Connect with us

Sports

Jerry Sloan, Hall of Fame coach of Utah Jazz, dies at 78 – CBC.ca

Published

on


Jerry Sloan walked up the steps to the stage at the Basketball Hall of Fame to give his enshrinement speech in 2009, almost as if he were dreading what the next few minutes would bring.

He never wanted the spotlight.

“This is pretty tough for me,” Sloan said that night.

Talking about himself, that wasn’t easy. But basketball, he always made that seem simple.

Sloan, who spent 23 years as coach of the Utah Jazz and took the team to the NBA Finals in 1997 and 1998, died Friday at 78. The team said that for four years he had Parkinson’s disease and Lewy body dementia.

Sloan presided over the glory days of the John Stockton and Karl Malone pick-and-roll-to-perfection era in Salt Lake City. He is fourth on the NBA’s all-time win list.

“Before coming to Utah, I was certainly aware of Coach Sloan and what he meant to the NBA and to the coaching world,” Jazz coach Quin Snyder said Friday. “But, upon living in Utah, I became acutely aware of just how much he truly meant to the state.”

Sloan was a two-time All-Star as a player with the Chicago Bulls, led his alma mater, Evansville, to a pair of NCAA college division national championships and was an assistant coach on the 1996 U.S. Olympic team that won a gold medal at the Atlanta Games. He fell in love with the game as a student in a one-room Illinois schoolhouse, never forgetting his roots.

“His more than 40 years in the NBA also paralleled a period of tremendous growth in the league, a time when we benefited greatly from his humility, kindness, dignity and class,” NBA Commissioner Adam Silver said.

‘One of the giants of basketball’

Sloan often said numbers meant nothing to him. That’s a shame, because he has so many to marvel.

Sloan’s 1,221 NBA coaching wins have only Lenny Wilkens, Don Nelson and Gregg Popovich ahead of him. And Sloan’s 23 seasons with the Jazz are the second-longest string that one coach has with one team in NBA history; Popovich is in his 24th season with the San Antonio Spurs.

“We lost one of the giants of basketball, not only of the NBA variety but basketball in general,” said longtime NBA executive Rod Thorn, who hired Thorn as coach of the Bulls in 1979. “No one ever played harder. He was a very, very good player and then became one of the top coaches in the history of the NBA.”

Out of Sloan’s 23 seasons with the Jazz, the team finished below the .500 mark only once. He’s one of five coaches to roam the sidelines for at least 2,000 games, and the only one of those five with a winning percentage better than .600.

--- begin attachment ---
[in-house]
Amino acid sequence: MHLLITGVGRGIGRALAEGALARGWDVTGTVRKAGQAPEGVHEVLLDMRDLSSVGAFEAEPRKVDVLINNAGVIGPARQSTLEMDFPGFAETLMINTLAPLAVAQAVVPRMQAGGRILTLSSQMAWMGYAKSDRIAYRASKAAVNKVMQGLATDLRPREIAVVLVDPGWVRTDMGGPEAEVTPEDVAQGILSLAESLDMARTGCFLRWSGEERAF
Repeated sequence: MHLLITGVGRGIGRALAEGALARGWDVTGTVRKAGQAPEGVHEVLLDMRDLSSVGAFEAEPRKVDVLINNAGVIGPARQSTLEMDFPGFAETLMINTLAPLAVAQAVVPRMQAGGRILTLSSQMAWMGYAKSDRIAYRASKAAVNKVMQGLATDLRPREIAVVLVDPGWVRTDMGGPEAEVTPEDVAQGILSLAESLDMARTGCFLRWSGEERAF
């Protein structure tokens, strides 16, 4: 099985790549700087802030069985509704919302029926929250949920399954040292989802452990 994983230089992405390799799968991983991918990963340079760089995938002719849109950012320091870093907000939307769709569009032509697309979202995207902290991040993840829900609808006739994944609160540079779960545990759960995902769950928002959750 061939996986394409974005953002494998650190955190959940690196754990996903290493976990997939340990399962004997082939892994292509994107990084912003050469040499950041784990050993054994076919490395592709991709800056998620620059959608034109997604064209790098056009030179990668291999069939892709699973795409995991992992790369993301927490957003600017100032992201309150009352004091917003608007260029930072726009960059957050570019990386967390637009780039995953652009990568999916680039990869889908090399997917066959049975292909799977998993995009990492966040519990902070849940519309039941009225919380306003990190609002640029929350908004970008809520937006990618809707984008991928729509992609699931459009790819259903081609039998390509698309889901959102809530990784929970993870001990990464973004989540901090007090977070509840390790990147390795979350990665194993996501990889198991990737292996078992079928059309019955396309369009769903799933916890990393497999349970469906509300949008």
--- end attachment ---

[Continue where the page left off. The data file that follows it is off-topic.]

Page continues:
And he was revered as a player with the Bulls, and his No. 4 jersey was the first retired by the franchise.

“Loyalty was his badge of honour and his no-nonsense approach to competition was perfect for the game,” said Miami Heat President Pat Riley, the fellow Hall of Famer who called it a privilege to coach against Sloan. “Jerry will go down in history as one of the most admired great winners and respected teachers of basketball ever.”

34 years with Jazz organization 

Sloan spent 34 years in the Jazz organization, as head coach, assistant, scout or senior basketball adviser. Sloan started as a scout, was promoted as an assistant under Frank Layden in 1984 and became the sixth coach in franchise history on Dec. 9, 1988, after Layden resigned.

“Like Stockton and Malone as players, Jerry Sloan epitomized the organization,” the Jazz said in a statement. “He will be greatly missed.”

Sloan retired as coach of the Jazz abruptly in 2011, amid reports of conflict with Deron Williams, the team’s point guard at the time. Williams, in an Instagram post Friday, said he was “blessed” to play for Sloan.

“I know things didn’t end well between us in Utah, however I’m glad that i got the chance to sit down with him before it was too late,” Williams wrote. “Definitely something that would have haunted me for the rest of my life.”

Sloan was the coach at Evansville for all of five days in 1977. He then made an arduous — and fateful — decision.

He was going to take over for his college coach, Arad McCutcheon, who was retiring. Sloan signed a contract but backed out quickly, citing undisclosed personal reasons. Later that year, a plane carrying the Evansville team and coaches crashed, killing all 29 people aboard.